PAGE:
The Call for Papers is now closed.
As Arthur Symons famously stated in the essay ‘Decadent Movement in Literature’ (1893), Decadence was conceived at the turn of the century as ‘a new and beautiful and interesting disease’. This formula related to the technique of fragmentation and decomposition in literature and design, as well as, in Symons’s words, to the fascination with decay ‘of a civilization grown over-luxurious, over-inquiring’. Through academic panels and film screenings, the one-day symposium La Maladie Fin de Siècle: Decadence and Disease will map cross-cultural approaches to illness in the age of Decadence (c. 1880–1920).
To advance our understanding of the languages of disease, their conceptualisation during the long fin de siècle, and the effect they have had on the present perception of physical and mental health, the symposium will explore the fin-de-siècle medical poetics and representations of illnesses, including such mythologised maladies as consumption, venereal diseases, and neurasthenia.
Embracing interdisciplinary approach to Decadent cultures, the symposium will host a screening of emblematic silent films by Evgenii Bauer and Viacheslav Viskovskii (an archival film by Viskovskii will be digitised and translated specially for the event). The screenings will be preceded by Olga Kyrylova’s talk about Decadent corporality on screen.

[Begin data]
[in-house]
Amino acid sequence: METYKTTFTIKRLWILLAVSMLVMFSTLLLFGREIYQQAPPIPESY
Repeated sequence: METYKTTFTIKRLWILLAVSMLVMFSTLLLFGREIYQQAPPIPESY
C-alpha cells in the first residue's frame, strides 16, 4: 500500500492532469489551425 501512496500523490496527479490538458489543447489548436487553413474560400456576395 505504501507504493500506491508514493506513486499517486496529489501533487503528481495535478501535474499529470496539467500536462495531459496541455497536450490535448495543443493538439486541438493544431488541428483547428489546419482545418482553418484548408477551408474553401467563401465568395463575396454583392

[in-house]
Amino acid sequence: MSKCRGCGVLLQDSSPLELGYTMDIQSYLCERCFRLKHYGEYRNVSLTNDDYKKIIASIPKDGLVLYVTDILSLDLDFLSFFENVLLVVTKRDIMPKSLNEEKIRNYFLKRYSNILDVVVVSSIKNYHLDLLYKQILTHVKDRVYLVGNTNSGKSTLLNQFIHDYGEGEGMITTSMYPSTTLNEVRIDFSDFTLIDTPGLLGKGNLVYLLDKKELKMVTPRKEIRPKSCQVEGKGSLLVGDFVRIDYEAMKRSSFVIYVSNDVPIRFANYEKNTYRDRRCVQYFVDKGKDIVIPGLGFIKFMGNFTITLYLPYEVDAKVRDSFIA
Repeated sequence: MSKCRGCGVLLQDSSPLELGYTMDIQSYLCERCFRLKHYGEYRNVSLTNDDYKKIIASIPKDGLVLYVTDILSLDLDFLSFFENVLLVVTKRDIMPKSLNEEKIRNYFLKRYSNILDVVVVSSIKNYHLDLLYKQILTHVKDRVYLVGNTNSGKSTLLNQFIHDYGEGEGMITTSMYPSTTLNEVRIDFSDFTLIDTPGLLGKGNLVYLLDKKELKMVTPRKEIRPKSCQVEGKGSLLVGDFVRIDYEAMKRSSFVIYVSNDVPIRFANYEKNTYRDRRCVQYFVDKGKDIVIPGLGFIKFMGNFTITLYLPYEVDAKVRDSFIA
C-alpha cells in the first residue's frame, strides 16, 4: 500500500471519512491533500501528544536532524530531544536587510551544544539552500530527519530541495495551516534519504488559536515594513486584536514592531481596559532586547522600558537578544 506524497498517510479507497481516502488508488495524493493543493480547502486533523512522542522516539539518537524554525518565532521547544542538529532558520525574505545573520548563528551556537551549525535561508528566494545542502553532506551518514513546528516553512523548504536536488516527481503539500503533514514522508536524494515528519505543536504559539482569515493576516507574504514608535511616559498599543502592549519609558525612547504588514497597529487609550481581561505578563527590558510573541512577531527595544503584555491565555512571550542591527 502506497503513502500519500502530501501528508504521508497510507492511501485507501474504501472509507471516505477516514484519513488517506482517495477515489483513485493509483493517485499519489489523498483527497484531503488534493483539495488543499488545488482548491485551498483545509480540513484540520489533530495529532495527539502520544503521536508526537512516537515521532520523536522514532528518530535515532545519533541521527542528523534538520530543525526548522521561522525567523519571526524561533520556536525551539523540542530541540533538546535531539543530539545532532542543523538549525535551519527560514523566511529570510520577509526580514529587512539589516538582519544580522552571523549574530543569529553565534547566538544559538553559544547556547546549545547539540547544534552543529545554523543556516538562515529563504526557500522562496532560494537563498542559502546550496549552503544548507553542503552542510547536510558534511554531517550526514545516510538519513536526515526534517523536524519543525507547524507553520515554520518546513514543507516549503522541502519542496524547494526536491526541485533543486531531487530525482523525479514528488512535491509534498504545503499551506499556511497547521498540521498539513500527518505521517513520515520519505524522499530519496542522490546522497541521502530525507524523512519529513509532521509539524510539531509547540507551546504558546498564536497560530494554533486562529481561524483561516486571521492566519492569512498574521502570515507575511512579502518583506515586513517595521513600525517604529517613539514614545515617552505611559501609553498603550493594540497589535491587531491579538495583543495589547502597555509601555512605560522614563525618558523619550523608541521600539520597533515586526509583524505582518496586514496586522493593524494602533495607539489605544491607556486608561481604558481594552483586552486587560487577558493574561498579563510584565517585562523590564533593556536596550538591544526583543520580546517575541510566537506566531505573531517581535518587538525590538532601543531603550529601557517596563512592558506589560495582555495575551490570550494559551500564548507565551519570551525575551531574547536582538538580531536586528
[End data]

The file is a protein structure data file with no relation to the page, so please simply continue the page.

We welcome contributions to two academic panels which will examine visual and literary perspectives on ‘decadence and disease’. Panelists are invited to explore, but are not limited to, the following questions: How were mental and physical conditions experienced and expressed by Decadent authors and artists? How did the style of visual and literary works emulate, transmit, and shape the notions of Decadence as disease? Why and in what way did the metaphors of malady proliferate in Decadent works? How were the Decadent narratives of illness received by contemporary audiences and how were they treated in the century since?
The symposium is supported by the Birkbeck/Wellcome Trust Institutional Strategic Support Fund and the Birkbeck Centre for Nineteenth-Century Studies.